Public Firms Lose Moral Compass

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Public Firms Lose Moral Compass

The lack of morals on the part of public corporations has become the focus of public outrage. Executives of some corporations have used corporate credit cards to spend freely in massage parlors and other dubious establishments. Others have sold used equipment to employees at dirt-cheap prices.

Unscrupulous management of public companies is nothing new. However, now that dishonest management practices have been revealed in such benchmark companies as Korea Telecom and Korea Electric Power Corporation (KEPCO), on the eve of restructuring, it is time for public companies to clean up their act.

According to data submitted at a parliamentary inquiry, 12 departments of Korea Telecom charged 1.9 billion won ($1.7 million) on corporate cards for drinking parties in hostess bars from last year to the first half of this year.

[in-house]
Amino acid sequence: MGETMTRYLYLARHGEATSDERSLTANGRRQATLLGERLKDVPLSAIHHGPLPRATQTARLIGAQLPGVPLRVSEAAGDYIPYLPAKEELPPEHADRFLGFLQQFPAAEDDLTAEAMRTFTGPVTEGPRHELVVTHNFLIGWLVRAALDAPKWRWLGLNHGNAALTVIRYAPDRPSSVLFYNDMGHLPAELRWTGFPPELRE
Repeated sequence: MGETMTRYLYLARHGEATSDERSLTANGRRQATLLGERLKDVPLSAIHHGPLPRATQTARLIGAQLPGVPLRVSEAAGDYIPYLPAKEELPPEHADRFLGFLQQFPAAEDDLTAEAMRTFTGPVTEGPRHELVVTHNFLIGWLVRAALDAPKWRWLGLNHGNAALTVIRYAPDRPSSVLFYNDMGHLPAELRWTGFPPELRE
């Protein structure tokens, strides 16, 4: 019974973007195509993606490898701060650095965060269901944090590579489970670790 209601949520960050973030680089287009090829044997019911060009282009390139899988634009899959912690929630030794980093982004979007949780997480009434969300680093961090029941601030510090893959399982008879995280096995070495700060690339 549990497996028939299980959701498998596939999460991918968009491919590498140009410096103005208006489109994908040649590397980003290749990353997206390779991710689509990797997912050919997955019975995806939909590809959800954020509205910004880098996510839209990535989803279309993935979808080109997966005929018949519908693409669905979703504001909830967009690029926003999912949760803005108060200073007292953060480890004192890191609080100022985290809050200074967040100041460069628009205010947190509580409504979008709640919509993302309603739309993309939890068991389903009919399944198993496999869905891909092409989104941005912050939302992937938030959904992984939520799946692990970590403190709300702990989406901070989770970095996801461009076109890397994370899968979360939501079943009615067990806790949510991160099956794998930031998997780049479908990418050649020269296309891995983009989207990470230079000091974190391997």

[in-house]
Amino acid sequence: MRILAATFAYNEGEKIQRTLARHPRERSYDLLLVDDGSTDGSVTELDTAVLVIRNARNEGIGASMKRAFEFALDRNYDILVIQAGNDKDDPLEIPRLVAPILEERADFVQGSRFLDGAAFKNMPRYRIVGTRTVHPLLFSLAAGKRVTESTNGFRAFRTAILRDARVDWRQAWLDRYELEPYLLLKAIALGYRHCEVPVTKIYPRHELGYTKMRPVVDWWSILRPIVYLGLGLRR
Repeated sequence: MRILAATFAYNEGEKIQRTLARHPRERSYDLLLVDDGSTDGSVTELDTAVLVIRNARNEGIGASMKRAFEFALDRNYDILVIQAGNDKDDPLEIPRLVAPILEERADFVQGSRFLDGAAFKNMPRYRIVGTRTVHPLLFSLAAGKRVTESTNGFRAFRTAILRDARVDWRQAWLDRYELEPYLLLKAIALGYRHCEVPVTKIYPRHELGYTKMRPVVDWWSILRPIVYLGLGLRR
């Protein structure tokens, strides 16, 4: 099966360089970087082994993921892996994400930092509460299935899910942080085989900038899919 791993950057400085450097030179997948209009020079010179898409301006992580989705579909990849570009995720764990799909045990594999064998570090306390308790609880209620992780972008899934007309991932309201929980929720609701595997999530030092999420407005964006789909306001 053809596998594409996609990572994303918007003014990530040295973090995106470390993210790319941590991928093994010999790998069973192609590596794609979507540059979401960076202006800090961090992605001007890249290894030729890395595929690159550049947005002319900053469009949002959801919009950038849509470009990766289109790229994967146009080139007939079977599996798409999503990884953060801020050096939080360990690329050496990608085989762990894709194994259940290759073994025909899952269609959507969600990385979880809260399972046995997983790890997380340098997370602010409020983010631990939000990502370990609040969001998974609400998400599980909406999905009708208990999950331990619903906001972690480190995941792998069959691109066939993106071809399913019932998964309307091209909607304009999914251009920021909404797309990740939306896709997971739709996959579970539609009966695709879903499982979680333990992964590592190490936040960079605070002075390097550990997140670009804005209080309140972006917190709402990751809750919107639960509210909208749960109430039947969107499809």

Korea Telecom defended the practice, saying, "They are essential expenses for smooth corporate activities and the actual payment by the company amounted to only 1.1 billion won." Representative Kim Jin-jae of the Grand National Party, the main opposition, has examined the data and rejected this explanation.

Korea Telecom has been found to have splurged millions of won on corporate cards at massage parlors, saunas, barber shops and golf practice ranges. Anyone would be hard put to explain what business a corporation funded by taxpayers'' money conducted in these places.

In the case of KEPCO, drinks were charged on a corporate card at a bar in the red light district in northern Seoul on a holiday in July. The company denies that some employees drank at a beer hall near headquarters. The receipt was mysteriously transformed into one issued on a fraudulent card, supposedly unknown to the users. Is anyone ready to believe this excuse?

To conduct business, it might be necessary to use corporate cards for a certain amount of entertainment. Nevertheless, since the 1997 IMF bailouts, even private companies have required minimal, transparent expenses for entertainment. It is disgraceful that public corporations run with taxpayers money still act in such a shameful manner.

The public owns public corporations. The entertainment culture of these corporations should be a model for other companies. Along with improving this misguided entertainment culture, now is the time to hasten public sector reform.


by Chung Woon-chan

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